Indigenous people in Australia and New Zealand and the intergenerational effects of incarceration

RB/CIP Number: 26
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Dr Mike Roettger, Krystal Lockwood, and Prof Susan Dennison

Indigenous Australians are imprisoned at the highest rate of any people in the world (Anthony, 2017) and at a rate 16 times higher than non-Indigenous Australians (Australian Bureau of Statistics, 2018).  Meanwhile, the M?ori in Aotearoa New Zealand are imprisoned at 7 times the rate of the general population (New Zealand Department of Corrections, 2019). These disproportional rates of imprisonment lead to disproportional impacts on Indigenous and M?ori children.  In Australia, studies have estimated that 20% of Indigenous children experience paternal imprisonment in both New South Wales (NSW) and Queensland (Dennison, Stewart, & Freiberg, 2013; Quilty et al, 2004), while 20% of Indigenous children in Western Australia experience maternal imprisonment (Dowell, Preen, & Segal, 2017). M?ori children are also disproportionately impacted, with an estimated 40% of children between ages 6-14 experiencing a parent serve a custodial or community sentence (Ball et al, 2016).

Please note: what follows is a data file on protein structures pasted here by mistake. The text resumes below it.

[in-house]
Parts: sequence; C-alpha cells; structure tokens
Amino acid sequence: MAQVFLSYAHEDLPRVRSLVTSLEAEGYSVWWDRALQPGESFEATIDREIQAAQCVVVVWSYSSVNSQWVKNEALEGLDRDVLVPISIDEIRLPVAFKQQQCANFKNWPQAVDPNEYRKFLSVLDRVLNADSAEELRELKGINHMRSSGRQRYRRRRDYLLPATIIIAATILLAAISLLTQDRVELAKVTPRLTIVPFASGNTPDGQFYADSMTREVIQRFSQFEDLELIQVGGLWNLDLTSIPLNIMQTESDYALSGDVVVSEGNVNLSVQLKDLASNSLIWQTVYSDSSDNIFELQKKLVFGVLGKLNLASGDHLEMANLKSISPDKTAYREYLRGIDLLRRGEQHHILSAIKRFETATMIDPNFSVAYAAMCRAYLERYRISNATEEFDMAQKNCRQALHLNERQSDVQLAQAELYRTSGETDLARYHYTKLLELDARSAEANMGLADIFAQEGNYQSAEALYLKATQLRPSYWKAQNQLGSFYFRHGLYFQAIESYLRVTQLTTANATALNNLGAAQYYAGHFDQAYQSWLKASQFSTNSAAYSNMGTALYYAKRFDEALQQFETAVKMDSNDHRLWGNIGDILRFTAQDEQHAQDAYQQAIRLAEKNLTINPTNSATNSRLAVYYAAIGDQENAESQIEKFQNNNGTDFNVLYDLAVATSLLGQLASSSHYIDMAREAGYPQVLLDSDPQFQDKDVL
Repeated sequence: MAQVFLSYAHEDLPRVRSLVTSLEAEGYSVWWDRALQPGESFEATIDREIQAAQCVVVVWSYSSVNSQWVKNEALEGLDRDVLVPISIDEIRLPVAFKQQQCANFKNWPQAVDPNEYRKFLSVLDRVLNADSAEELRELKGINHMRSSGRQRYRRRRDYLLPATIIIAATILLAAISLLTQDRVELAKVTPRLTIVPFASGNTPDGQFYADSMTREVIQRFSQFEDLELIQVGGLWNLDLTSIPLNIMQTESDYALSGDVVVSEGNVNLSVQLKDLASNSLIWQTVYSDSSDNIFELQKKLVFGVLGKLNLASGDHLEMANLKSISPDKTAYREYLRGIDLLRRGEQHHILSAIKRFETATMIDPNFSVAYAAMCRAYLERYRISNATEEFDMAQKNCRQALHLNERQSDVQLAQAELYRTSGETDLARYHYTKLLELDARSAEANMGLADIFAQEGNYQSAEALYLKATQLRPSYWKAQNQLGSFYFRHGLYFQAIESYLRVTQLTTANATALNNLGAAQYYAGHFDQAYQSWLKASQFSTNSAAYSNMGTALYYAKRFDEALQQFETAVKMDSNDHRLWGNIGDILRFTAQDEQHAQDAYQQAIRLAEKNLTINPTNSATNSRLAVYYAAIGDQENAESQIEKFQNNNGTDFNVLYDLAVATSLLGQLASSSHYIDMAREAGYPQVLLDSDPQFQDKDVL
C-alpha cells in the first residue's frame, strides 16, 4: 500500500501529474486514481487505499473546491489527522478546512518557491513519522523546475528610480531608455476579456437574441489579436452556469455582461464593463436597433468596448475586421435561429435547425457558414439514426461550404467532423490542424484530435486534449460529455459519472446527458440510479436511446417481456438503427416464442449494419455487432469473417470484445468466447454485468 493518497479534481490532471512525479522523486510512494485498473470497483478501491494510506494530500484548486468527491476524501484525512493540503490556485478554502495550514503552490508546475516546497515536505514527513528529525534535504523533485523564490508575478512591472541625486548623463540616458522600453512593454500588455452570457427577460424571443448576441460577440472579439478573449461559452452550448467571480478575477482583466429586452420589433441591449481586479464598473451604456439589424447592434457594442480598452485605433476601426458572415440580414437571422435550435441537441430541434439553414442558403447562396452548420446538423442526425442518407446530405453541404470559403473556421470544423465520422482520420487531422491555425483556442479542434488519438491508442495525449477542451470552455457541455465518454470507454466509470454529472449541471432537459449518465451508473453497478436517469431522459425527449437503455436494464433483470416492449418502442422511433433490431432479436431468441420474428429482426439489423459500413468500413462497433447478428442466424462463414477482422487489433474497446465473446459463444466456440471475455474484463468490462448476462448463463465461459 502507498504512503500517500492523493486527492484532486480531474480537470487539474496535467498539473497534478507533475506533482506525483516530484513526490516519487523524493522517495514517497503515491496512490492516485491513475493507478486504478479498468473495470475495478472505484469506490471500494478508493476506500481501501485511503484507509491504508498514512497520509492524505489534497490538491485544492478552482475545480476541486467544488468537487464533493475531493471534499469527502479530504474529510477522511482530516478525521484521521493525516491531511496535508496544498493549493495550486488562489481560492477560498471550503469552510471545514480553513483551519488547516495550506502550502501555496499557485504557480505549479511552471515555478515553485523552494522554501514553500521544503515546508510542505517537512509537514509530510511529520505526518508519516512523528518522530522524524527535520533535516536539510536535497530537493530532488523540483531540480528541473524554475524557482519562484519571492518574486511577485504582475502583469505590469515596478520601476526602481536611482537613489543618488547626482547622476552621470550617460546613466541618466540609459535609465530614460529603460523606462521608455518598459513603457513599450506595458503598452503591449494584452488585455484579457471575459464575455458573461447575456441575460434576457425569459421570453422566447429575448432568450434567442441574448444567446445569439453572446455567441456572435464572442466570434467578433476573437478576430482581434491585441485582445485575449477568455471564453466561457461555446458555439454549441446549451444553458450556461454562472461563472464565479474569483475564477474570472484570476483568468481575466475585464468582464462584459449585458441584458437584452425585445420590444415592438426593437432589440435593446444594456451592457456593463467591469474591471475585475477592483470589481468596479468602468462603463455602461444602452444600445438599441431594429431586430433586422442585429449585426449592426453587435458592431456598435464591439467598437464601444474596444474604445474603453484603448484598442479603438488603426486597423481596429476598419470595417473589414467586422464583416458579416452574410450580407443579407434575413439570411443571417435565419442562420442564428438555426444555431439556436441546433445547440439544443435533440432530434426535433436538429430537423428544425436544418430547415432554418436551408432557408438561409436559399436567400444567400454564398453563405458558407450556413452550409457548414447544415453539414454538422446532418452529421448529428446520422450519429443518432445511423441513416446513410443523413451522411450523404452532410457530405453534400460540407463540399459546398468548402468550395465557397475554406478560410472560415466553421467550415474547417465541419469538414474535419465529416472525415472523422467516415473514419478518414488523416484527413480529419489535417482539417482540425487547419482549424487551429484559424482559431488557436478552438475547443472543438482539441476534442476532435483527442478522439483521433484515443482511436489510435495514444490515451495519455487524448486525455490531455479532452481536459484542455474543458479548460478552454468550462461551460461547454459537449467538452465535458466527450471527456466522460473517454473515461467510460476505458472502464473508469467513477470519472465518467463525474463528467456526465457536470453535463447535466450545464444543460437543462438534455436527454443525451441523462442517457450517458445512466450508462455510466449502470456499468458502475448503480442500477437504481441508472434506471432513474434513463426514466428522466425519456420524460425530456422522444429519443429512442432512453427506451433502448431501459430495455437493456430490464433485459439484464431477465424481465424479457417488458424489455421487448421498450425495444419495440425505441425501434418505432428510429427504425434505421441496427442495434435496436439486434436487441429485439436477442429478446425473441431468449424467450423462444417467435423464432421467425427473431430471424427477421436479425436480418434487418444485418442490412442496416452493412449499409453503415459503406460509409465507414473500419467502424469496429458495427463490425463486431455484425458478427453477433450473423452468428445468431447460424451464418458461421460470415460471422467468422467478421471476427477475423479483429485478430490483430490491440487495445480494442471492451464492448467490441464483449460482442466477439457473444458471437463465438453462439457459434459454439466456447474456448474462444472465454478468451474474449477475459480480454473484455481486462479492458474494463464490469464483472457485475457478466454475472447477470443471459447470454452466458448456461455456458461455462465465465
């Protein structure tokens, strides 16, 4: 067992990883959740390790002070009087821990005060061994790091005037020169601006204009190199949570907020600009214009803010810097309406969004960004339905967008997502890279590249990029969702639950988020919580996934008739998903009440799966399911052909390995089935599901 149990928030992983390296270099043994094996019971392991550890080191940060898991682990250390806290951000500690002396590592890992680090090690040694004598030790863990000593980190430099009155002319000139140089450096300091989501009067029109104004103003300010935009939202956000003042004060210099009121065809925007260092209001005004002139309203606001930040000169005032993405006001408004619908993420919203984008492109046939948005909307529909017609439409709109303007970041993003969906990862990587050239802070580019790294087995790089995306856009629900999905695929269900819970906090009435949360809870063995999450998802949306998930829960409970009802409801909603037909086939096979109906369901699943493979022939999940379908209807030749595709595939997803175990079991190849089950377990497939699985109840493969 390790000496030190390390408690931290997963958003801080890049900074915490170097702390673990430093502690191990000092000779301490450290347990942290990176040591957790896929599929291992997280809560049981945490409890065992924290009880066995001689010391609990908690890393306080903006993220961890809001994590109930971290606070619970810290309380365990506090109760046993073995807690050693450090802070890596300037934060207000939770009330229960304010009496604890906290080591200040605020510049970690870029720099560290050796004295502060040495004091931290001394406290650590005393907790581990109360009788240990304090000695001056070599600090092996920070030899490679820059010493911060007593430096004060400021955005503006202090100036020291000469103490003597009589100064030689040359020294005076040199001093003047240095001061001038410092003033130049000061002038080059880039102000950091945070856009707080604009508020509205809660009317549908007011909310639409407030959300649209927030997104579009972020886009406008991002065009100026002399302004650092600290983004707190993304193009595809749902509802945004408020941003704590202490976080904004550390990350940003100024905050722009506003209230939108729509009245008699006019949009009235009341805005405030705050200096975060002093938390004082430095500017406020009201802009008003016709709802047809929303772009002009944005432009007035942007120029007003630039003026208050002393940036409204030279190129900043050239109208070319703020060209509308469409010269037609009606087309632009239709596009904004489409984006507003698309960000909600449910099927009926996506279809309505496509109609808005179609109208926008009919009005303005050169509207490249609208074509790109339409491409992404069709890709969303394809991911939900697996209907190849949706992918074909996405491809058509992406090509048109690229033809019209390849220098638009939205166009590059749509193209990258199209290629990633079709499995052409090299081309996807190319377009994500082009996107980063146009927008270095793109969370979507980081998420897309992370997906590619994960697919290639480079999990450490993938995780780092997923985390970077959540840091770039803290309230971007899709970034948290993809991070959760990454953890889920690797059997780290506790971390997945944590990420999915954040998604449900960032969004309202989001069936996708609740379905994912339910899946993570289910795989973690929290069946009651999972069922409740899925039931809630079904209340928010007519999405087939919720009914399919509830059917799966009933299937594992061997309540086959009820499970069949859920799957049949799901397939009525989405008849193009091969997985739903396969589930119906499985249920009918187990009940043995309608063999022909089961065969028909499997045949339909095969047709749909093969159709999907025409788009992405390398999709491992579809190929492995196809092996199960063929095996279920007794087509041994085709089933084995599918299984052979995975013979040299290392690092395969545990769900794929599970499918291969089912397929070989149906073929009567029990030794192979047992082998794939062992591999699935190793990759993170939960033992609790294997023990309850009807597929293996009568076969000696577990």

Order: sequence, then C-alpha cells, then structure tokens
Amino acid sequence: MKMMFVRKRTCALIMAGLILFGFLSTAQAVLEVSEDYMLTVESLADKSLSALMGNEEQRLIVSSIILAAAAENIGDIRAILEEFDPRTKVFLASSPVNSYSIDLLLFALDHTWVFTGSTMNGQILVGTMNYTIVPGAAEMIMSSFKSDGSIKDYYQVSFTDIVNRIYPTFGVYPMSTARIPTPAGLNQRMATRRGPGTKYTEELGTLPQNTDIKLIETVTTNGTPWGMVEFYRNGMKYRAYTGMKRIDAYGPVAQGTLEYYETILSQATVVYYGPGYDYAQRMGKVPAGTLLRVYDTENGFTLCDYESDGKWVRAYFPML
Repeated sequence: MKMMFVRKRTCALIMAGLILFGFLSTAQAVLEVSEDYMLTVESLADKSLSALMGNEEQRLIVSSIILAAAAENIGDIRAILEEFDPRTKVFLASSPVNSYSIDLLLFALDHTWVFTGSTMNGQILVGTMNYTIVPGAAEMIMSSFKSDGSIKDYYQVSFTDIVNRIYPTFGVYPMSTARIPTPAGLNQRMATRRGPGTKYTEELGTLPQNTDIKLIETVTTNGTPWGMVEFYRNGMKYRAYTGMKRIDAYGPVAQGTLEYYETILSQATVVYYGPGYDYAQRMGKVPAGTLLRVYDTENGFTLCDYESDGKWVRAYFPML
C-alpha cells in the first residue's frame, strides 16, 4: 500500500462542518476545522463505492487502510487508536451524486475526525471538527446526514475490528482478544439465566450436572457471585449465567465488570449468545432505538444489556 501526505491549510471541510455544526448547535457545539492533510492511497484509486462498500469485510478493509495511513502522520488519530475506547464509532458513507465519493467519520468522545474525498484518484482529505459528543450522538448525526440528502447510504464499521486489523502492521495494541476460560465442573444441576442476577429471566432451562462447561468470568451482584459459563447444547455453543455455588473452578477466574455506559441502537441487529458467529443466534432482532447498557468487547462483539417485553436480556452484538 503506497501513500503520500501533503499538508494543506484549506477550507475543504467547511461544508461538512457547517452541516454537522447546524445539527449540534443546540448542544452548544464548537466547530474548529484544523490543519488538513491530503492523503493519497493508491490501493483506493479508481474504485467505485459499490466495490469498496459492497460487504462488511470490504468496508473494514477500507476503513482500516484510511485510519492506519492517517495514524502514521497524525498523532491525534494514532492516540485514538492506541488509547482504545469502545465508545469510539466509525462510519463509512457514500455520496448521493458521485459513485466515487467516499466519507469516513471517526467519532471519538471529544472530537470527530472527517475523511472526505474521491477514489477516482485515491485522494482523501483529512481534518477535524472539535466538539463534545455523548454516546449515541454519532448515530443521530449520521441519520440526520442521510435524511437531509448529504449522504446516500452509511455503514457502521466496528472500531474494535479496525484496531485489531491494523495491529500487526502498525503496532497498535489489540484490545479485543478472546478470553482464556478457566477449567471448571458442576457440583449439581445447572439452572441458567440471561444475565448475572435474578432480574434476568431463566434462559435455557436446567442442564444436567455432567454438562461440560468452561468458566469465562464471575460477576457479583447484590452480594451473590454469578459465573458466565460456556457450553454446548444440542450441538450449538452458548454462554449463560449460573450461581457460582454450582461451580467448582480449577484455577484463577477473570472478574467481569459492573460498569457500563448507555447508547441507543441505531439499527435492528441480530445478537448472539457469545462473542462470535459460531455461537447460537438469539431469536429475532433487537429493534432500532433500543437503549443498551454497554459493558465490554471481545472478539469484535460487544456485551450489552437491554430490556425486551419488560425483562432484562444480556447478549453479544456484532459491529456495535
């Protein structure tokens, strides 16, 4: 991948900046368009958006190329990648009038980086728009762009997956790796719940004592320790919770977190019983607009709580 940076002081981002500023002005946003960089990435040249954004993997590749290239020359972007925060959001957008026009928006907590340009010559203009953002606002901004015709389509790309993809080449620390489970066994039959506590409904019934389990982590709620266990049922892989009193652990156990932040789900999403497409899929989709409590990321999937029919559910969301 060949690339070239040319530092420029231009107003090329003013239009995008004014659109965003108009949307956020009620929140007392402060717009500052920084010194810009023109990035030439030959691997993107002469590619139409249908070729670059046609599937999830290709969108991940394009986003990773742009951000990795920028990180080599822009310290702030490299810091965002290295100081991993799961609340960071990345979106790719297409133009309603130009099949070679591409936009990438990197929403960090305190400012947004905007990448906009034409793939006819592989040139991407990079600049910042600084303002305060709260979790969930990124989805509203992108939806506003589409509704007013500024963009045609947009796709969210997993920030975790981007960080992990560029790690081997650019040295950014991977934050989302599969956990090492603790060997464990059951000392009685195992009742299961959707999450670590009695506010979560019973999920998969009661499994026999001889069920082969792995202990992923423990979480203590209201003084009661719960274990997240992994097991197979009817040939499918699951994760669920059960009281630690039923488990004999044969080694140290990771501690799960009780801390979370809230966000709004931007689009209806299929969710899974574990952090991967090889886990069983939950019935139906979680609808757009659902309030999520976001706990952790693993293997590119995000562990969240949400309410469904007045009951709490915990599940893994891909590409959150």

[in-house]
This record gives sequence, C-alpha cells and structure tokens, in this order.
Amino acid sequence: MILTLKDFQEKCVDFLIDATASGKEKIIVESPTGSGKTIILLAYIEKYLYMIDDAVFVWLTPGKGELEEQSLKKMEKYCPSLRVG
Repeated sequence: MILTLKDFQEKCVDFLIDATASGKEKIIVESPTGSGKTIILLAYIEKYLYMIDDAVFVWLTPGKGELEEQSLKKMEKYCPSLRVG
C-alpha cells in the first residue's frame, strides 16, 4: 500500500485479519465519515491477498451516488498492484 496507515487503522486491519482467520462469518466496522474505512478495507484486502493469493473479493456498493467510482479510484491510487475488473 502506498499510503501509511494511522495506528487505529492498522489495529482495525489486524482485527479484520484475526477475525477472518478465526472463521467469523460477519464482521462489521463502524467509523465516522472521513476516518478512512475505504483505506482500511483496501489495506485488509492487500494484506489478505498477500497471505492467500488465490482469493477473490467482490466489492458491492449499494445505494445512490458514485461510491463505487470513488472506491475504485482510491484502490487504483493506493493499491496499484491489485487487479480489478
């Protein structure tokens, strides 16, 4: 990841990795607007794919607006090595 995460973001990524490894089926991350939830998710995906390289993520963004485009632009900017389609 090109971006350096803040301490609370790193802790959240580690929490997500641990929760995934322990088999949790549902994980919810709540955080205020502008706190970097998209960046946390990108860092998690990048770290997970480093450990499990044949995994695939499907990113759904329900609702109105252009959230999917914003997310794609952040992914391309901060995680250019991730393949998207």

Experience of parental incarceration compounds existing adversities in the lives of many children whose parents offend and is associated with an increased risk of antisocial behaviour and imprisonment, mental and physical health issues, substance use, academic difficulties, and social marginalisation or exclusion in offspring (Murray, Bijleveld, Farrington, & Loeber, 2014; Wildeman, Goldman, & Turney, 2018; Besemer & Dennison, 2018). These impacts hold true for Indigenous children who are also more likely to experience residential instability, abuse and neglect, and poverty (Ball et al, 2016). The effects of parental imprisonment may extend from birth to death, and across multiple generations and kinship networks. In this research brief, we review existing research and interventions for improving outcomes of Indigenous children who experience parental imprisonment. Supporting children and their families is one way to disrupt the intergenerational impacts of incarceration. We identify the types of programs and policies required to reduce the impact of parental imprisonment on Indigenous children.